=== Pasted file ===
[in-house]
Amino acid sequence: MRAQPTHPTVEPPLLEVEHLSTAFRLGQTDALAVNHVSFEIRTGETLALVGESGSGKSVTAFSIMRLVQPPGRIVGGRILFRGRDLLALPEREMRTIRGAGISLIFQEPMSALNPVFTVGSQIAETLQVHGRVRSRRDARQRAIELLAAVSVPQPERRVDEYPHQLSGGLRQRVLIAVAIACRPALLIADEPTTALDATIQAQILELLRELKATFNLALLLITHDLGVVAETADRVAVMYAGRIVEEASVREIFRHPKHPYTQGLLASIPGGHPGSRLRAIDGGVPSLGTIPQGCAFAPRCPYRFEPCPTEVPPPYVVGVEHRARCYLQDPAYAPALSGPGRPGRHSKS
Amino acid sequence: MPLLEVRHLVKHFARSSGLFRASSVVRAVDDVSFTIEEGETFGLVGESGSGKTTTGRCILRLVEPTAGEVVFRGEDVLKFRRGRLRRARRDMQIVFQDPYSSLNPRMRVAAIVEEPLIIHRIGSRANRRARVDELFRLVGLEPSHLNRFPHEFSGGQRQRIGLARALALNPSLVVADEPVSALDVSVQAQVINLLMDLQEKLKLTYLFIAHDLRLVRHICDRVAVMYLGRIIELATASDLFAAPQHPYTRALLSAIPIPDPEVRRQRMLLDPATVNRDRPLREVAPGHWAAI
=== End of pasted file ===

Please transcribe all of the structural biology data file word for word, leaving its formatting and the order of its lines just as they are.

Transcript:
[in-house]
Amino acid sequence: MRAQPTHPTVEPPLLEVEHLSTAFRLGQTDALAVNHVSFEIRTGETLALVGESGSGKSVTAFSIMRLVQPPGRIVGGRILFRGRDLLALPEREMRTIRGAGISLIFQEPMSALNPVFTVGSQIAETLQVHGRVRSRRDARQRAIELLAAVSVPQPERRVDEYPHQLSGGLRQRVLIAVAIACRPALLIADEPTTALDATIQAQILELLRELKATFNLALLLITHDLGVVAETADRVAVMYAGRIVEEASVREIFRHPKHPYTQGLLASIPGGHPGSRLRAIDGGVPSLGTIPQGCAFAPRCPYRFEPCPTEVPPPYVVGVEHRARCYLQDPAYAPALSGPGRPGRHSKS
Amino acid sequence: MPLLEVRHLVKHFARSSGLFRASSVVRAVDDVSFTIEEGETFGLVGESGSGKTTTGRCILRLVEPTAGEVVFRGEDVLKFRRGRLRRARRDMQIVFQDPYSSLNPRMRVAAIVEEPLIIHRIGSRANRRARVDELFRLVGLEPSHLNRFPHEFSGGQRQRIGLARALALNPSLVVADEPVSALDVSVQAQVINLLMDLQEKLKLTYLFIAHDLRLVRHICDRVAVMYLGRIIELATASDLFAAPQHPYTRALLSAIPIPDPEVRRQRMLLDPATVNRDRPLREVAPGHWAAI